YOU ARE HERE: LAT HomeCollections


This player-coach-fan gets his fill in the fall

A USC game, a Dodgers game, some AYSO soccer, and more touch football — he's not proud of his sports addiction, but acknowledges its existence.

October 05, 2010|Chris Erskine

Fall just keeps getting better and better. Granted, I should spend more time attending art walks and viola recitals, maybe take up the oboe. I made myself a little promise the other morning that I'd really give all that a try.

Till then, I attended several sporting events last weekend, coached in one of them (AYSO soccer) and played in yet a fourth — a jangly-nerved touch-football league for the criminally insane. I'm not proud of my sports addiction. But acknowledgment is the first step toward recovery.

By the way, no more USC football games for me — doctor's orders. He said my liver couldn't stand the strain. And my drinking arm may soon need Tommy John surgery. With the season not even half over, I am becoming the Stephen Strasburg of beer.

I was out there again last Saturday — I seem suddenly to eat only out of the back ends of cars. Attending a USC tailgate with my buddy Ulf is like wandering through Rome with Caesar two steps in front. He's got a warrior's stride and this sort of unexplainable Ulf charisma. Knows everybody and smooches all the women and a couple of the smaller men.

"I don't even like that guy," Ulf whispers after spinning away from one warm embrace.

"That was me," I say.

Now, I'm just a Midwestern boy far from home, but I know enough to realize that Los Angeles is a very special place. It's kind of what God is giving me in lieu of Heaven.

I also know this: Except for a Lakers game, nothing in America is as freaky-fun as a USC home game on a warm October evening. There's Al Cowlings, best known as O.J.'s getaway driver, glad-handing former assistant athletic director Barbara Hedges in Row 52 of the alumni side. Marcus Allen is over here. Developer Rick Caruso is over there. Hey, is that one of the Car-Krashian sisters? The Coliseum crowd is made up of the movers and shakers of L.A., plus scores of too-pretty families from San Marino.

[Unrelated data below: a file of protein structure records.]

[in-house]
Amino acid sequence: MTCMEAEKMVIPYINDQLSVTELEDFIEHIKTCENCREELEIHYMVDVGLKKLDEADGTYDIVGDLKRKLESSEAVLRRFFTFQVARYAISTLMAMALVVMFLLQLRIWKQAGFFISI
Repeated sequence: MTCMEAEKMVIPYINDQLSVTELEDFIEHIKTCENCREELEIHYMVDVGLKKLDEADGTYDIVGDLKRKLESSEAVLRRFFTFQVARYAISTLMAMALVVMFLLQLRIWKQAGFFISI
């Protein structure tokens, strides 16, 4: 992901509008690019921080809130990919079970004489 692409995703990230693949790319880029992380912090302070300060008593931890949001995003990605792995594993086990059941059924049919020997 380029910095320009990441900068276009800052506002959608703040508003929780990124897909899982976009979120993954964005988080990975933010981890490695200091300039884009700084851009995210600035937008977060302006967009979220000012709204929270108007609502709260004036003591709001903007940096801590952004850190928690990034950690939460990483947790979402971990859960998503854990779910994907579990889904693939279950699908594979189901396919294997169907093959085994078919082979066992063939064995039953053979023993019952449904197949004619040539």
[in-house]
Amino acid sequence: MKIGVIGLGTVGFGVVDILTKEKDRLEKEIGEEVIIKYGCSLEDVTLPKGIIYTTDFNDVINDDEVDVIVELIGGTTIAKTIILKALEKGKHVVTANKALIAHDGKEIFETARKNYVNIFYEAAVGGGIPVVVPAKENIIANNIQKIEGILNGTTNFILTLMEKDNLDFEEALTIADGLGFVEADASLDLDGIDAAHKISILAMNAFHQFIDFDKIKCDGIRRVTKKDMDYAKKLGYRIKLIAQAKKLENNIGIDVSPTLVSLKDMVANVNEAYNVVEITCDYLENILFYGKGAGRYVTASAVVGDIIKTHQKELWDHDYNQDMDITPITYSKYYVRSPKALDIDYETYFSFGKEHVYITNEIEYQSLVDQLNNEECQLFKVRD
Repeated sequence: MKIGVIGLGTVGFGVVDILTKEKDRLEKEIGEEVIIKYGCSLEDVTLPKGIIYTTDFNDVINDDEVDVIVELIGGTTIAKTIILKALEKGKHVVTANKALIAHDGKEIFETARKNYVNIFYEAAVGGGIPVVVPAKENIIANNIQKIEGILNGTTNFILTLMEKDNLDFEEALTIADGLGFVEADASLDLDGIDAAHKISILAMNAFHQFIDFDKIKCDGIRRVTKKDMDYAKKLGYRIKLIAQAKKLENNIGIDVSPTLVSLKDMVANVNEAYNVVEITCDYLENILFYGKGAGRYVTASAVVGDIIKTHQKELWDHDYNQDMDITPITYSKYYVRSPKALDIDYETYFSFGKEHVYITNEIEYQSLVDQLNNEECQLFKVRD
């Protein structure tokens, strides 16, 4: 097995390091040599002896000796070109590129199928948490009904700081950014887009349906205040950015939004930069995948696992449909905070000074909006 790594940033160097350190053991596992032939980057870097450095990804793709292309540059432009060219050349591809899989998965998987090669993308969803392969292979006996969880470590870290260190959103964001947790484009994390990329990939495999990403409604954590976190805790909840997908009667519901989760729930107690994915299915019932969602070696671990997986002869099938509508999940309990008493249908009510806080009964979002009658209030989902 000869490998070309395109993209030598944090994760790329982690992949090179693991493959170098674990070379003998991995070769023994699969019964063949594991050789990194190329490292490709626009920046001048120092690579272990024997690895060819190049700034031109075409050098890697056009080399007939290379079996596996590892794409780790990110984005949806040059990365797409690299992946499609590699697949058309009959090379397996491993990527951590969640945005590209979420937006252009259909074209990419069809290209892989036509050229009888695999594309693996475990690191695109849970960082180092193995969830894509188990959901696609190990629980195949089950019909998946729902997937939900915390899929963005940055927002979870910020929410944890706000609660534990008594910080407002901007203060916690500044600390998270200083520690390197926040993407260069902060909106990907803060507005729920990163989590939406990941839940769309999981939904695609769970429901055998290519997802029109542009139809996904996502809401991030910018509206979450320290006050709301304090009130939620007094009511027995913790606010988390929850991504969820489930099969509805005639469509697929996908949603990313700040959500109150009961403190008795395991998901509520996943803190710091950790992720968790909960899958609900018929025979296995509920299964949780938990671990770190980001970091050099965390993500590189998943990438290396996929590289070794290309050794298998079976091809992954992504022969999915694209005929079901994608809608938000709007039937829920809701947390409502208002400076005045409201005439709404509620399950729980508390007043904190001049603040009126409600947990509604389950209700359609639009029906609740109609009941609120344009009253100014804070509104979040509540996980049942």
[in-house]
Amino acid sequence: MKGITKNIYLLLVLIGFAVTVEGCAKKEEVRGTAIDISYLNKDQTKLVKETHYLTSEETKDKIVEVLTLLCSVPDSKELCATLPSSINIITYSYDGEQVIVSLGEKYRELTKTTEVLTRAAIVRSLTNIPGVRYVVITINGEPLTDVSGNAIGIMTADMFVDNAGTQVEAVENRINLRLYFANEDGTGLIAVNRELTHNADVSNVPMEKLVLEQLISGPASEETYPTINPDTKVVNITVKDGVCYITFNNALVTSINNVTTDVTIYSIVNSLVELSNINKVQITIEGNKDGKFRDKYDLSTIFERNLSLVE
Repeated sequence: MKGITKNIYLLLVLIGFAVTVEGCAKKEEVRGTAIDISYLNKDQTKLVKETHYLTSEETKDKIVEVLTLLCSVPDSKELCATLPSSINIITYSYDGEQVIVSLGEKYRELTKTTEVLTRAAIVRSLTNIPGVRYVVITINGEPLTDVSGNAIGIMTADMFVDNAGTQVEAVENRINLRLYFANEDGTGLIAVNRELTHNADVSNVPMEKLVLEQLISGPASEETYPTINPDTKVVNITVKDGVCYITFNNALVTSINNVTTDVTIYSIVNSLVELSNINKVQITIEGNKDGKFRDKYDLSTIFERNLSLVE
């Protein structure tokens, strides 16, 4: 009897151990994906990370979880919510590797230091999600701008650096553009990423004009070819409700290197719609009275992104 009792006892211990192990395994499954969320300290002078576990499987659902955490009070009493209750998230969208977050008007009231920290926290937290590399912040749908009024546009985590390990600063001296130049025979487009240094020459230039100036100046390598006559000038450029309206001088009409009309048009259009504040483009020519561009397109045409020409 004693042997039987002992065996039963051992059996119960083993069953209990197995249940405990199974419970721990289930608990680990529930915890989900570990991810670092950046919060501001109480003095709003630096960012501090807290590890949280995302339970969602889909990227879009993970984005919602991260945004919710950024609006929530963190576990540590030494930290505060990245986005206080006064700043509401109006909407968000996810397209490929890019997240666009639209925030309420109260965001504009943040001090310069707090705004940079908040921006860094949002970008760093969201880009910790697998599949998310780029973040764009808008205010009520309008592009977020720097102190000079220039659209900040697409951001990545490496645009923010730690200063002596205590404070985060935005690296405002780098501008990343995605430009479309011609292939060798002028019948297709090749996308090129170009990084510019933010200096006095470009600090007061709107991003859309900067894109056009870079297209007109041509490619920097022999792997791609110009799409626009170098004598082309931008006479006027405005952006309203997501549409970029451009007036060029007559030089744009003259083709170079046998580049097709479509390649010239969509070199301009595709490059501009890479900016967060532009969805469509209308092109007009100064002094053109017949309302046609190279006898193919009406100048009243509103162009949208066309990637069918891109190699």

And there I sit, feeling a little out of place, when Pat Haden strolls by.

I'm no USC wonk — quite the opposite — but meeting Haden is like meeting an astronaut. He works Section 7 at USC games as if he's about to climb aboard a rocket ship.

I've seen him a couple of times now, and the new AD has none of the oogish, plastic tendencies of other politicians. The bright yet humble Haden has all the right stuff — and the authenticity of an actual hero — not a bad trait for someone assigned to recapture the moon.

Yeah, USC has lost its mojo but not its hope. Here's wishing the alumni base, which like all major programs tends toward attention deficit disorder, plops a Ritalin in its highball and gives Haden the time to fix things.

Because, if not Haden, who?


Baseball is "a backward-looking sport in a forward-looking nation," wrote Michael Lewis recently.

That's only part of the appeal. The grub is pretty good too.

So over I go to Dodger Stadium, for Joe Torre's last supper as Dodgers skipper. For years now, I've found Torre to be the most sensible man in the entire crucible of Los Angeles. Which is really saying something, because you and I live here too.

Time flies when a franchise is being flubbed. Wasn't it only a year ago that the Dodgers were crushing the Cardinals on the way to the NL Championship Series? When it was over, they seemed maybe only a single gunslinger away from a World Series.

Instead of a pitcher, they acquired a rotation of divorce lawyers who threw nothing but curves. A few weeks ago, I had desperate readers asking me to organize some sort of customer revolt. My promise: As soon as a majority of the fans learn to read, I will rally them to action.

We'll all meet at the Short Stop bar (my Parthenon), where I will give a speech so moving — yet so off point — that the grand old game of baseball may never recover. The good news: Ulf will probably pick up the tab.

Till then, so long, Joe Torre. In a town full of class clowns, you were always a class act — a wry and welcome voice of reason. Rumors that you will now attend law school to help with the McCourt case seem to be exaggerated.

But it was a very nice thought.

Los Angeles Times Articles